Despite these things that I did like, I was left feeling lukewarm towards the book. I thought the characterization left much to be desired. At times I didn’t understand why they chose to do certain things and sometimes those choices contradicted convictions that had been voiced five pages before! That said, a large portion of this can be attributed to the relationship between Mala and Landry. They’re attracted to each other! He thinks she killed his sister in some sort of over the top Satanic ritual! (Why is it always Satanic ritual?) Her friends think he’s a player that just wants in her pants! His parents think she’s a witch who’s ensorcelled him! She thinks he’s a liar! There’s also the part where he stalks her and scares her half to death but it’s okay, he didn’t mean it. He was just torn up about his sister! I don’t know about you but I find that kind of back and forth exhausting. Make up your damn minds, people.

The other complaint I have is less concrete. As a suspense plot, I think the pieces are all there. There are multiple leads and multiple suspects for the murder. But it all seems to unfold in a jumbled mess. Partially because of the shaky characterization. Partially because it’s overshadowed by the burgeoning of Mala’s powers. You see, the LaCroix witches come into their full power when their mother dies. Mala’s mother has foreseen her death and warns Mala to prepare as the ghost haunting signals that the time is fast approaching. There’s also Mala’s great-aunt who is a powerful witch (enter some handwaving about twins to explain how she could have that power if the power is meant to be a mother-to-daughter thing). And partially because of the hot and cold aspects of Mala and Landry’s relationship — along with the other sort-of-but-not-really love interest, Georgie. The book tries to do a lot with all of these aspects and as a result, I think fails to do them justice.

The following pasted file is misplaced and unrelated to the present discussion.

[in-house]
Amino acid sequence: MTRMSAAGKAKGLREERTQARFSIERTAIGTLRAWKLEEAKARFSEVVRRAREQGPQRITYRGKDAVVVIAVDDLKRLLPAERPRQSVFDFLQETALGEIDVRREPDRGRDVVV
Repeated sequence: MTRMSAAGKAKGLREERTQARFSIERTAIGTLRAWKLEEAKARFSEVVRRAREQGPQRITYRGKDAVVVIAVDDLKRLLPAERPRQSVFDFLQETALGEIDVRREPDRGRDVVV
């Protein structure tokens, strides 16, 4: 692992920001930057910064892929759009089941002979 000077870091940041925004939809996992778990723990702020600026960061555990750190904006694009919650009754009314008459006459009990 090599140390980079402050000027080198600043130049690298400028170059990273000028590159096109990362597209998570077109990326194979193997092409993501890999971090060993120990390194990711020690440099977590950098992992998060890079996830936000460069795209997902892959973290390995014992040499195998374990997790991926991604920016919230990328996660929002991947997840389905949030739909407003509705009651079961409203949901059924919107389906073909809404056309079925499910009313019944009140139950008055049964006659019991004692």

Dark Paradise is a very different kind of read. The setting prevents it from being outright urban fantasy, and the suspense and fantasy aspects separate it from other NA novels. While I liked how family plays an important role, I also wish we’d seen more of Mala pursuing her dreams in a criminal justice career. Sure, it came up in the beginning but as the book continues, those goals fall along the wayside. I get that she has some immediate concerns that need attention but I hope those don’t get tossed away because she’s set to become some powerful hoodoo queen. But for readers who pick up NA novels for the relationship, I’m going to have to say that the romance between Mala and Landry left me cold. C

My regards,
Jia